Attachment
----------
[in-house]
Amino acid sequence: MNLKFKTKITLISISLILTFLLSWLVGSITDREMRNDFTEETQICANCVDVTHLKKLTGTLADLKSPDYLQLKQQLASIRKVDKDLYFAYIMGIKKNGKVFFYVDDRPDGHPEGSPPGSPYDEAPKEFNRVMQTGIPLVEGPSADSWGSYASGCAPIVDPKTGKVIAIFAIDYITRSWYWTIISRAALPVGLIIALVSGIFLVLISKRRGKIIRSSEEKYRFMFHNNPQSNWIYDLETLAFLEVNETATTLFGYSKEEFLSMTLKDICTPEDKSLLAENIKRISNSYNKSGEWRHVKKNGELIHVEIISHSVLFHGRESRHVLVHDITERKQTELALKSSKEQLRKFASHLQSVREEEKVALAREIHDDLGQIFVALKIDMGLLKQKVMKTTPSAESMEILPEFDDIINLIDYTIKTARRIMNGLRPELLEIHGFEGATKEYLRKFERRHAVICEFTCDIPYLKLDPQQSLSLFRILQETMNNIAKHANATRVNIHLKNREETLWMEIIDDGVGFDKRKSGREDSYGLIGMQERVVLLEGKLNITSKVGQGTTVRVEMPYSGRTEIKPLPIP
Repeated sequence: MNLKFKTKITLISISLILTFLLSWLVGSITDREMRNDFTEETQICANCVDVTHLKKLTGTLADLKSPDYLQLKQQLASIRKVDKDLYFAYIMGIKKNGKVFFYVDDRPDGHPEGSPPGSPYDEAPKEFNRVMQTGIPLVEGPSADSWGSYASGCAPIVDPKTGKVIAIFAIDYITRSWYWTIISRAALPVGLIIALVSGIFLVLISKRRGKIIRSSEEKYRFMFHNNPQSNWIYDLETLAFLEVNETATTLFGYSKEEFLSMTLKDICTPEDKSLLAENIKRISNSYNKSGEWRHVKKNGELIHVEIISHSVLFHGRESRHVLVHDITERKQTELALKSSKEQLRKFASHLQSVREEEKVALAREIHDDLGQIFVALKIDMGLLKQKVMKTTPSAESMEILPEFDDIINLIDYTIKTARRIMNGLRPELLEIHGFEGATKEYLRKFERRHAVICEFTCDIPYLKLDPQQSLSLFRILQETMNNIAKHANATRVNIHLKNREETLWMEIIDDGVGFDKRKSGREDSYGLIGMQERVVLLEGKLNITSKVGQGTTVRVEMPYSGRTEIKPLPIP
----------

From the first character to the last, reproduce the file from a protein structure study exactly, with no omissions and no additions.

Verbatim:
[in-house]
Amino acid sequence: MNLKFKTKITLISISLILTFLLSWLVGSITDREMRNDFTEETQICANCVDVTHLKKLTGTLADLKSPDYLQLKQQLASIRKVDKDLYFAYIMGIKKNGKVFFYVDDRPDGHPEGSPPGSPYDEAPKEFNRVMQTGIPLVEGPSADSWGSYASGCAPIVDPKTGKVIAIFAIDYITRSWYWTIISRAALPVGLIIALVSGIFLVLISKRRGKIIRSSEEKYRFMFHNNPQSNWIYDLETLAFLEVNETATTLFGYSKEEFLSMTLKDICTPEDKSLLAENIKRISNSYNKSGEWRHVKKNGELIHVEIISHSVLFHGRESRHVLVHDITERKQTELALKSSKEQLRKFASHLQSVREEEKVALAREIHDDLGQIFVALKIDMGLLKQKVMKTTPSAESMEILPEFDDIINLIDYTIKTARRIMNGLRPELLEIHGFEGATKEYLRKFERRHAVICEFTCDIPYLKLDPQQSLSLFRILQETMNNIAKHANATRVNIHLKNREETLWMEIIDDGVGFDKRKSGREDSYGLIGMQERVVLLEGKLNITSKVGQGTTVRVEMPYSGRTEIKPLPIP
Repeated sequence: MNLKFKTKITLISISLILTFLLSWLVGSITDREMRNDFTEETQICANCVDVTHLKKLTGTLADLKSPDYLQLKQQLASIRKVDKDLYFAYIMGIKKNGKVFFYVDDRPDGHPEGSPPGSPYDEAPKEFNRVMQTGIPLVEGPSADSWGSYASGCAPIVDPKTGKVIAIFAIDYITRSWYWTIISRAALPVGLIIALVSGIFLVLISKRRGKIIRSSEEKYRFMFHNNPQSNWIYDLETLAFLEVNETATTLFGYSKEEFLSMTLKDICTPEDKSLLAENIKRISNSYNKSGEWRHVKKNGELIHVEIISHSVLFHGRESRHVLVHDITERKQTELALKSSKEQLRKFASHLQSVREEEKVALAREIHDDLGQIFVALKIDMGLLKQKVMKTTPSAESMEILPEFDDIINLIDYTIKTARRIMNGLRPELLEIHGFEGATKEYLRKFERRHAVICEFTCDIPYLKLDPQQSLSLFRILQETMNNIAKHANATRVNIHLKNREETLWMEIIDDGVGFDKRKSGREDSYGLIGMQERVVLLEGKLNITSKVGQGTTVRVEMPYSGRTEIKPLPIP